Winter Preserve

Just because it’s winter does not mean you can’t make jam from local fresh fruit.

Guess what kind of jam I am making?

ginger-pumpkin-preserve-012

Apricot you say? They are a chancy crop around here and I never get enough to freeze for later to make jam in the winter. Nope, it’s pumpkin – as bright a jam as apricot jam , indeed. Cooked with a little ginger, of course!

When I was growing up “Confiture de Citrouille” was made all around. The pumpkin was cut up in largish cubes (or sliced fairly thinly) and then simmered in syrup perfumed with a vanilla bean or two. Here in the US the primary use of pumpkin seems to be pumpkin pie or bread (a cake, really). But let me tell you that pumpkin is eminently versatile as a vegetable (whether roasted, gratineed, pureed, souped, or stewed; in lasagna and tortellini) and as a fruit (candied, tart, ice-cream, jam, cake, flan, souffl√©) and – of course¬† – as both (chutney). Does that make it a well-rounded denizen of the vegetable kingdom or a vegetable with multiple personality disorder? mmm…

I have come across pumpkin jam recipes in old cookbooks and Southern ones, so it is surely not new. SO I am not sure why I have not come across it in the store (although I have seen pumpkin butter). But it is good, especially when made with ginger – one of my favorite spices (I can’t help it I grew up with the stuff – I suspect there was some in my baby food….). That twist I found in “Sensational Preserves” by Hilaire Walden.

Anyway, once you’ve made the stuff, you’ll find lots of way to use it: on toast, especially made from a rustic bread; with the traditional Virgina ham & biscuit – the sweet spiciness nicely offset the saltiness of the ham (always a hit at parties); in jam tarts and thumb-print cookies; over ice-cream or in ice-cream; cheese cake and ricotta tarts… and if you just want a little homemade something to give friends – it’s easy and you still have time to make it before Christmas. No need to drive yourself crazy hunting the stores. Just reach for that pumpkin!

Ginger Pumpkin Preserve

  • fresh pumpkin (or other firm bright sweet winter squash)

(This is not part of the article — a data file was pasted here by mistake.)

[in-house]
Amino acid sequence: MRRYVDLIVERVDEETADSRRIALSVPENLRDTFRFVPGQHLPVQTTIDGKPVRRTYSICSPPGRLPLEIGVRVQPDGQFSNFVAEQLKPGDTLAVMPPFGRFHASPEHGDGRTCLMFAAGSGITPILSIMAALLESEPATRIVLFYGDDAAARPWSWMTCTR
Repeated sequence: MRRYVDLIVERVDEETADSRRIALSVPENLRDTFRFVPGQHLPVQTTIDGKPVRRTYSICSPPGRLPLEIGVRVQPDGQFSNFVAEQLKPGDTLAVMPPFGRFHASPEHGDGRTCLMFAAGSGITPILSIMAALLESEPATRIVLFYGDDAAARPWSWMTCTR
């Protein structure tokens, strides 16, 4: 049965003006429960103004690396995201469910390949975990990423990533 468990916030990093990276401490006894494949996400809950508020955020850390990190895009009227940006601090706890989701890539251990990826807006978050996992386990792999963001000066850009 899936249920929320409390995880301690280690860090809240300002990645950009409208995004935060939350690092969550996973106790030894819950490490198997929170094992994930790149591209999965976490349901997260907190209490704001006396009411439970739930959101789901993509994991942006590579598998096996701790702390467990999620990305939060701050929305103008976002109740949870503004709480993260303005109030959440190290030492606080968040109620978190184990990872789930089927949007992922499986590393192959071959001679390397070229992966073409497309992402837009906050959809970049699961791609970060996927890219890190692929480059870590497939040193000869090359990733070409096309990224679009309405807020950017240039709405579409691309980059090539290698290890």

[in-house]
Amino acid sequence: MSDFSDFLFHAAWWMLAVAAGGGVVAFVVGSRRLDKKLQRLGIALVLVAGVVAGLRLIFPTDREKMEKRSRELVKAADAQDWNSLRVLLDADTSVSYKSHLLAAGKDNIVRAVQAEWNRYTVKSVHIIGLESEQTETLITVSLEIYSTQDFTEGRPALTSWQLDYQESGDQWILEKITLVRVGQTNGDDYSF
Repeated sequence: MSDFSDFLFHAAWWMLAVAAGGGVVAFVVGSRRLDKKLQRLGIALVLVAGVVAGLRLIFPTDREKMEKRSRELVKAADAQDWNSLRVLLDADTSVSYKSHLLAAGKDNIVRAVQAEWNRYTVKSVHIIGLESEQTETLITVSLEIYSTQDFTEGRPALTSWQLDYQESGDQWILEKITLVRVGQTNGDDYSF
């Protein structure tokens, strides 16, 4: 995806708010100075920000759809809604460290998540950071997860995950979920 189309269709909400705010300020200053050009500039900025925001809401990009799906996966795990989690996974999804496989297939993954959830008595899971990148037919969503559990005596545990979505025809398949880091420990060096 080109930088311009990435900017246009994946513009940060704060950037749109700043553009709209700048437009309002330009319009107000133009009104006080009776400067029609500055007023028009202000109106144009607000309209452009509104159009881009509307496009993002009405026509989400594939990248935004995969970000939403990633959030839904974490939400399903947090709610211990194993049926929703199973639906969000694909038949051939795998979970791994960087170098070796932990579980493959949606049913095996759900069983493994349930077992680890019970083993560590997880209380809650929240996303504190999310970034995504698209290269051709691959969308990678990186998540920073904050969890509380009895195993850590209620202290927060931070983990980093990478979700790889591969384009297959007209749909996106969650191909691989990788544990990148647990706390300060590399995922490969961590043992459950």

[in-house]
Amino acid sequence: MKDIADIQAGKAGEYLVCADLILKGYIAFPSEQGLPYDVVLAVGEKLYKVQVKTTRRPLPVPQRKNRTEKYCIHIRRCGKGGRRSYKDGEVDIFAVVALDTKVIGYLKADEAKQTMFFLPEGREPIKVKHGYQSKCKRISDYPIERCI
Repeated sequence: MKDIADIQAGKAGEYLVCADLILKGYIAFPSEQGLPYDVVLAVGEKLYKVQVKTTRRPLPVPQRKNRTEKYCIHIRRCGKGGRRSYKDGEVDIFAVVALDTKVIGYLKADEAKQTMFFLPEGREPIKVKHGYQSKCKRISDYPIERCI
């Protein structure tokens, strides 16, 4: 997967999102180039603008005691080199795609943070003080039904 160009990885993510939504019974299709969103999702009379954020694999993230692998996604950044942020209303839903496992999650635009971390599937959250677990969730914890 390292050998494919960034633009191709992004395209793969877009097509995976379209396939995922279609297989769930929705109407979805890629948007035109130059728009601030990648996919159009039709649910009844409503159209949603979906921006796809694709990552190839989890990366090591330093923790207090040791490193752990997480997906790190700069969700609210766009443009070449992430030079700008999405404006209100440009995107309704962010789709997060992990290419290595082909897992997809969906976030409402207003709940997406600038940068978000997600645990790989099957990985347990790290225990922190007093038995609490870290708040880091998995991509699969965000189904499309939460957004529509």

• sugar
  • fresh ginger root
  1. Halve the pumpkin (or quarter depending on size) and bake until easily pierced (at 350F that’s 45 minutes to 1 hour). Let cool enough until comfortable to handle, remove and discard seeds. Scrape flesh from the skin (discard skin) and chop roughly. Do not make it smooth: you want some texture.
  2. Weight the pumpkin flesh. For each pound of pumpkin (500 g), measure a heaping 1 1/2 C of sugar (400 g), and a large piece of ginger – about the size of your thumb (30g).
  3. Peel, mince and pound the ginger to a paste (it’s OK if it’s not totally smooth). Mix all ingredients together in a large heavy-bottom non-reactive Dutch oven, and let sit in a cool place overnight or up to 24 hours.
  4. Slowly bring the mixture to boil, stirring as needed to prevent sticking. Gently boil for 15 minutes, stirring often. Pot up. Refrigerate or for longer storage process for 10 minutes in a boiling water bath like any other jam.

8 comments

  1. Khalil says:

    Looks delicious!!

  2. Claudia says:

    Sylvie, this looks amazing!!!!! Can’t wait to try it, and thanks for sharing!

  3. Mike says:

    Very nice, I look forward to trying this.:)

  4. Trout Caviar says:

    Sylvie, I’ve always wanted to try a pumpkin preserve, and now you’ve given me the courage to try. Those jars are beautiful, a nice colorful counterpoint to these dark days (and the white all around us here!). Do you know Christine Ferber’s book “Mes Confitures”? She has a few interesting pumpkin preparations. All best~ Brett

  5. sylvie says:

    Khalil – you ought to try given the beautiful winter squashes you grew.

    Claudia – thank you!

    Mike – For you it’ll be the difficult question of which cultivar to use…

    Brett – it’s a treat and the brilliant color is a lift to the spirit at this time of the year. I had it with pancakes this morning – sort of comfort food, you know… I do not know “Mes confitures”, but when an upcoming visitor from France this past summer asked if I wanted anything, I sent a list of books. And so “Lecons de confitures” by Christine Ferber arrived. From simple to complex, from forgotten fruit to exotic ones, it’s been a marvelous book, well beyond jams but also chutneys, syrups etc. Only one disappointment so far and that was the pear vanilla jam – way to sweet…but not sure I had the right pear to start either.

  6. Katie Massie says:

    Sylvie,

    We so enjoyed this lovely jam, which you shared with us when you catered our dinner party last Fall. My mouth still waters when I think about all the amazing dishes you prepared over that weekend.
    Is it possible to buy a jar or two of these preserves? I am planning my menu for the Spring races and love your ham biscuit idea (this would be a nice twist on the traditional).
    Best wishes, Katie Massie

  7. Arlene says:

    I am looking forward to trying this. I have been searching for a recipe that mimicks my grandmothers Gingered Pumpkin Preserves. She of course is gone so I can’t ask her, as is my mom. My grandmothers recipe was chunks of pumpkin (I think it still had the rind on) with diced ginger root. I may modify your recipe to simulate my grandmothers. Thanks to you I have the racio of sugar to pumpkin and ginger.

  8. sylvie says:

    Thank you, Arlene. Hope this works well for you

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